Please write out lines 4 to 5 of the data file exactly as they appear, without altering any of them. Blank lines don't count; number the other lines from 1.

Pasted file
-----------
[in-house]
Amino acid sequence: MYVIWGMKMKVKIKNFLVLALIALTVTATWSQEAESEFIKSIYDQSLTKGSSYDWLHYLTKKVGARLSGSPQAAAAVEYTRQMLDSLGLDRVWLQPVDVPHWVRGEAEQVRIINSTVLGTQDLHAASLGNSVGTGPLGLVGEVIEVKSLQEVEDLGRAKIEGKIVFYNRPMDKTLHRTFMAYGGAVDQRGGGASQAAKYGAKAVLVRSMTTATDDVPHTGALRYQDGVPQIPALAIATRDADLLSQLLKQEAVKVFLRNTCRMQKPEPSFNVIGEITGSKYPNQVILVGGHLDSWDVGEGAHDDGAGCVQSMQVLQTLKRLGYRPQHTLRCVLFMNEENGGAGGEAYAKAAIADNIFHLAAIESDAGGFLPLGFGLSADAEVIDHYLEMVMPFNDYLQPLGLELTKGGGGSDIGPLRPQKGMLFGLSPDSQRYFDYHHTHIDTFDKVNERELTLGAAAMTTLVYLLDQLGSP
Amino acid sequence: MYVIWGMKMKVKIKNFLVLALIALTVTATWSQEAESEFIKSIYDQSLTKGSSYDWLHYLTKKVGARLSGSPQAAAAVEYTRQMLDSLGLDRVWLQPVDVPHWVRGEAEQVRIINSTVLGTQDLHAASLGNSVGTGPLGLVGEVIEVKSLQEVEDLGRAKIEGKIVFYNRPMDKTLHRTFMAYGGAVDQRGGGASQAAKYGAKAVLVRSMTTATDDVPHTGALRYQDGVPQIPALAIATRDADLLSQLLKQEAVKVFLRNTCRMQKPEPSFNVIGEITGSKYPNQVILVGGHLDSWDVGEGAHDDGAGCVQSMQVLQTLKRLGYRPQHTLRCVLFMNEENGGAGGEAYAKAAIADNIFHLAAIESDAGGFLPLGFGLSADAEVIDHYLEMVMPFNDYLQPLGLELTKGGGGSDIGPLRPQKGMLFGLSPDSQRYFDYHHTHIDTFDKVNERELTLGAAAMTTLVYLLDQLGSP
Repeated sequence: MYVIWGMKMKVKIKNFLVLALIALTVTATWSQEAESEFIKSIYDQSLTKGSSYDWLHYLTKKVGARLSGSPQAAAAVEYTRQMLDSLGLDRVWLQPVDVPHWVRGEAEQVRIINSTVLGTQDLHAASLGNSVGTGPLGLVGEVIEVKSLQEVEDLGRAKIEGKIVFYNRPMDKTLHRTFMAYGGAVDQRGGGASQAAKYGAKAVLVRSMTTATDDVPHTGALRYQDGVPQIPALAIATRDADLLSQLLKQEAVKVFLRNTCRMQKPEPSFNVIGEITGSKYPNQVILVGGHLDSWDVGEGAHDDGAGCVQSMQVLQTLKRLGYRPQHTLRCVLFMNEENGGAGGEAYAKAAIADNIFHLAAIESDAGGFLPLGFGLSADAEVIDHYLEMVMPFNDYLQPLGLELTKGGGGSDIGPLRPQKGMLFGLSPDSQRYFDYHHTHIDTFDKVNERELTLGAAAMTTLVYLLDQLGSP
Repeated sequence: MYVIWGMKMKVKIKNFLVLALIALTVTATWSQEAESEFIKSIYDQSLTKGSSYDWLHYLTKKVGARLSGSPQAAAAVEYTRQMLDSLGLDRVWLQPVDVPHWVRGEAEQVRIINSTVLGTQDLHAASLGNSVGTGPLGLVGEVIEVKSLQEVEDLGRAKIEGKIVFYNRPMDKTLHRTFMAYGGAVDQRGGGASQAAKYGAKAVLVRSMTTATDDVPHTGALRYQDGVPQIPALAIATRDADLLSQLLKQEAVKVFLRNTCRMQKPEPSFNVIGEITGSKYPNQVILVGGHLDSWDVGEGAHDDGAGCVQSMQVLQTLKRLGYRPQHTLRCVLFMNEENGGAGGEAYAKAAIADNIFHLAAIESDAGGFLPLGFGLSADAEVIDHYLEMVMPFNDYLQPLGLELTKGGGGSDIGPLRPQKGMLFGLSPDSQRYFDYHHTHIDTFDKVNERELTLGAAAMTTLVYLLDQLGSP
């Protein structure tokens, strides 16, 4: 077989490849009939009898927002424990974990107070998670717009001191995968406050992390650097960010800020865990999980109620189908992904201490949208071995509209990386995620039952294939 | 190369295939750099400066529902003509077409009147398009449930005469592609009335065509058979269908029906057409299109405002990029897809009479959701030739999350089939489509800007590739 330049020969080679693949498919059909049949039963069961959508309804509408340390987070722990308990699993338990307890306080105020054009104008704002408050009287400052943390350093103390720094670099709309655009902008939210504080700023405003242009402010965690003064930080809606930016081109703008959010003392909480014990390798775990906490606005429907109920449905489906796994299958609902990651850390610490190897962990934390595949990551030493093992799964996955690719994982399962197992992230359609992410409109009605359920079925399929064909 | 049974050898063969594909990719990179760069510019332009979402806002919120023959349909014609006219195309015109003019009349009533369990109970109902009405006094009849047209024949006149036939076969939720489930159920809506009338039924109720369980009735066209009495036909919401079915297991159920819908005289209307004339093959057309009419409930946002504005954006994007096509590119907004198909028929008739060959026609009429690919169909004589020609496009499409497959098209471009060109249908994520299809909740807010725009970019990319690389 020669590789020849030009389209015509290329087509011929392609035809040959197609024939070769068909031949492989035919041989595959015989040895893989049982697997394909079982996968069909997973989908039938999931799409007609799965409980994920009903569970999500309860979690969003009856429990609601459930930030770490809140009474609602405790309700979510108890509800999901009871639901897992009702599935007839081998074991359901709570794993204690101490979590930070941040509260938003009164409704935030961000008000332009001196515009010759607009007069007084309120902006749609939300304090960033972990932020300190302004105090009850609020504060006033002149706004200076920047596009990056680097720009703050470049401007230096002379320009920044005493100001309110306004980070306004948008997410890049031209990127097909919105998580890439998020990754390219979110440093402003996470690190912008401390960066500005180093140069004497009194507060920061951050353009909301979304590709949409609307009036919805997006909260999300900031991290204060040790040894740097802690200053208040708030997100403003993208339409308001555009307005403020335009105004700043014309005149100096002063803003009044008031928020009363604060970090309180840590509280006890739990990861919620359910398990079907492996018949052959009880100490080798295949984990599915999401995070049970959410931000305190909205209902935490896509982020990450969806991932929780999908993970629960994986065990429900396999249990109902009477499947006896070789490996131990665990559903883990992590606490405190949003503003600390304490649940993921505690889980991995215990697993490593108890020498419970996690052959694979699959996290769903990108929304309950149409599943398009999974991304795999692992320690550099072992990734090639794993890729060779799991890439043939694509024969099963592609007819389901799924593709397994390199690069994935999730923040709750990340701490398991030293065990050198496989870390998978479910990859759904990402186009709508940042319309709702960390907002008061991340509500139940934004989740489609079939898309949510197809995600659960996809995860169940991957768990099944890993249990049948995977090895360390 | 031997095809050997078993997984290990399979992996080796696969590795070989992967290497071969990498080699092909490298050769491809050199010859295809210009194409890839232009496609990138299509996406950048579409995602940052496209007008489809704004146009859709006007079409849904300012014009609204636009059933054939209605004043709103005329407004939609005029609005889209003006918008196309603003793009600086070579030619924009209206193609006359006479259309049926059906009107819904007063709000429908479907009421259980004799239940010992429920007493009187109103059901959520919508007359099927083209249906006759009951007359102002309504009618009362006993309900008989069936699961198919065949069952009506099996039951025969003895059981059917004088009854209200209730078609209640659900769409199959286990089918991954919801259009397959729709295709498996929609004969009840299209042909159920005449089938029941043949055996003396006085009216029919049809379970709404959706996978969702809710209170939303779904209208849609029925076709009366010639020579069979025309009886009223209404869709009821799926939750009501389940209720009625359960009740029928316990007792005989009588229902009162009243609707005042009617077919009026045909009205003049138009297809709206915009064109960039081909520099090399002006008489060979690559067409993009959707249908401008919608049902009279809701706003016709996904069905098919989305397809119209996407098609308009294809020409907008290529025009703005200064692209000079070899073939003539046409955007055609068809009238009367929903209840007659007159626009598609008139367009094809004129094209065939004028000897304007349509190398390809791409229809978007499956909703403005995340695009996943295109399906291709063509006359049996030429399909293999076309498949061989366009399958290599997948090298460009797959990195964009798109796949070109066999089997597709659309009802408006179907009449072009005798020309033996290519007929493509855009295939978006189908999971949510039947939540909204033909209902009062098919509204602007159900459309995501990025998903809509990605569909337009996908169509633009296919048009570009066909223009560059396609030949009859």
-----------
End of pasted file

Repeated sequence: MYVIWGMKMKVKIKNFLVLALIALTVTATWSQEAESEFIKSIYDQSLTKGSSYDWLHYLTKKVGARLSGSPQAAAAVEYTRQMLDSLGLDRVWLQPVDVPHWVRGEAEQVRIINSTVLGTQDLHAASLGNSVGTGPLGLVGEVIEVKSLQEVEDLGRAKIEGKIVFYNRPMDKTLHRTFMAYGGAVDQRGGGASQAAKYGAKAVLVRSMTTATDDVPHTGALRYQDGVPQIPALAIATRDADLLSQLLKQEAVKVFLRNTCRMQKPEPSFNVIGEITGSKYPNQVILVGGHLDSWDVGEGAHDDGAGCVQSMQVLQTLKRLGYRPQHTLRCVLFMNEENGGAGGEAYAKAAIADNIFHLAAIESDAGGFLPLGFGLSADAEVIDHYLEMVMPFNDYLQPLGLELTKGGGGSDIGPLRPQKGMLFGLSPDSQRYFDYHHTHIDTFDKVNERELTLGAAAMTTLVYLLDQLGSP
Repeated sequence: MYVIWGMKMKVKIKNFLVLALIALTVTATWSQEAESEFIKSIYDQSLTKGSSYDWLHYLTKKVGARLSGSPQAAAAVEYTRQMLDSLGLDRVWLQPVDVPHWVRGEAEQVRIINSTVLGTQDLHAASLGNSVGTGPLGLVGEVIEVKSLQEVEDLGRAKIEGKIVFYNRPMDKTLHRTFMAYGGAVDQRGGGASQAAKYGAKAVLVRSMTTATDDVPHTGALRYQDGVPQIPALAIATRDADLLSQLLKQEAVKVFLRNTCRMQKPEPSFNVIGEITGSKYPNQVILVGGHLDSWDVGEGAHDDGAGCVQSMQVLQTLKRLGYRPQHTLRCVLFMNEENGGAGGEAYAKAAIADNIFHLAAIESDAGGFLPLGFGLSADAEVIDHYLEMVMPFNDYLQPLGLELTKGGGGSDIGPLRPQKGMLFGLSPDSQRYFDYHHTHIDTFDKVNERELTLGAAAMTTLVYLLDQLGSP